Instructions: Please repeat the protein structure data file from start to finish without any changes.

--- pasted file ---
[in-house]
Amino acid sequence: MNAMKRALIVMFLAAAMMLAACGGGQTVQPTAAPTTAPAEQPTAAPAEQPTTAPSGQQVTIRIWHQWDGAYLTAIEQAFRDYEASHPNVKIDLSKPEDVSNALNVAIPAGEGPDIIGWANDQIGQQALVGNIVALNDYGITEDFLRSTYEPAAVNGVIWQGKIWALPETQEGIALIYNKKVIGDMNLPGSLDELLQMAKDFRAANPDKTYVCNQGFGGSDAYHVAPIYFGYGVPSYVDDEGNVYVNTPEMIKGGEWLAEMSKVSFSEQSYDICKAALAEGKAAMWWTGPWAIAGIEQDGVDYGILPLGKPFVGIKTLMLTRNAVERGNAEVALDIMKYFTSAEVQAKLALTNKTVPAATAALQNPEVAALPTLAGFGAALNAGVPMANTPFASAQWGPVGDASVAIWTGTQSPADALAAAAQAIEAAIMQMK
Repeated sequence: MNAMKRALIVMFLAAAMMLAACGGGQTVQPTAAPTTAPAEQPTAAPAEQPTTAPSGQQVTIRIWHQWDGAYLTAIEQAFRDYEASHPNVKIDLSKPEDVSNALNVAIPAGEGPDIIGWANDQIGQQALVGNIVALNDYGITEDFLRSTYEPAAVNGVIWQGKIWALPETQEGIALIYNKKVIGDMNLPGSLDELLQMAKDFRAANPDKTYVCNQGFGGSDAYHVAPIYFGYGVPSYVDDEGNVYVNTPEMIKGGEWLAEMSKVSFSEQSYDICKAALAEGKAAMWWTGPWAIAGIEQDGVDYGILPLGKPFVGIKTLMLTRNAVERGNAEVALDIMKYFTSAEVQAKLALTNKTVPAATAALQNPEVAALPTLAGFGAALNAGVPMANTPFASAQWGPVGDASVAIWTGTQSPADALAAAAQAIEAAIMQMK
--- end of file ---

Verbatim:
[in-house]
Amino acid sequence: MNAMKRALIVMFLAAAMMLAACGGGQTVQPTAAPTTAPAEQPTAAPAEQPTTAPSGQQVTIRIWHQWDGAYLTAIEQAFRDYEASHPNVKIDLSKPEDVSNALNVAIPAGEGPDIIGWANDQIGQQALVGNIVALNDYGITEDFLRSTYEPAAVNGVIWQGKIWALPETQEGIALIYNKKVIGDMNLPGSLDELLQMAKDFRAANPDKTYVCNQGFGGSDAYHVAPIYFGYGVPSYVDDEGNVYVNTPEMIKGGEWLAEMSKVSFSEQSYDICKAALAEGKAAMWWTGPWAIAGIEQDGVDYGILPLGKPFVGIKTLMLTRNAVERGNAEVALDIMKYFTSAEVQAKLALTNKTVPAATAALQNPEVAALPTLAGFGAALNAGVPMANTPFASAQWGPVGDASVAIWTGTQSPADALAAAAQAIEAAIMQMK
Repeated sequence: MNAMKRALIVMFLAAAMMLAACGGGQTVQPTAAPTTAPAEQPTAAPAEQPTTAPSGQQVTIRIWHQWDGAYLTAIEQAFRDYEASHPNVKIDLSKPEDVSNALNVAIPAGEGPDIIGWANDQIGQQALVGNIVALNDYGITEDFLRSTYEPAAVNGVIWQGKIWALPETQEGIALIYNKKVIGDMNLPGSLDELLQMAKDFRAANPDKTYVCNQGFGGSDAYHVAPIYFGYGVPSYVDDEGNVYVNTPEMIKGGEWLAEMSKVSFSEQSYDICKAALAEGKAAMWWTGPWAIAGIEQDGVDYGILPLGKPFVGIKTLMLTRNAVERGNAEVALDIMKYFTSAEVQAKLALTNKTVPAATAALQNPEVAALPTLAGFGAALNAGVPMANTPFASAQWGPVGDASVAIWTGTQSPADALAAAAQAIEAAIMQMK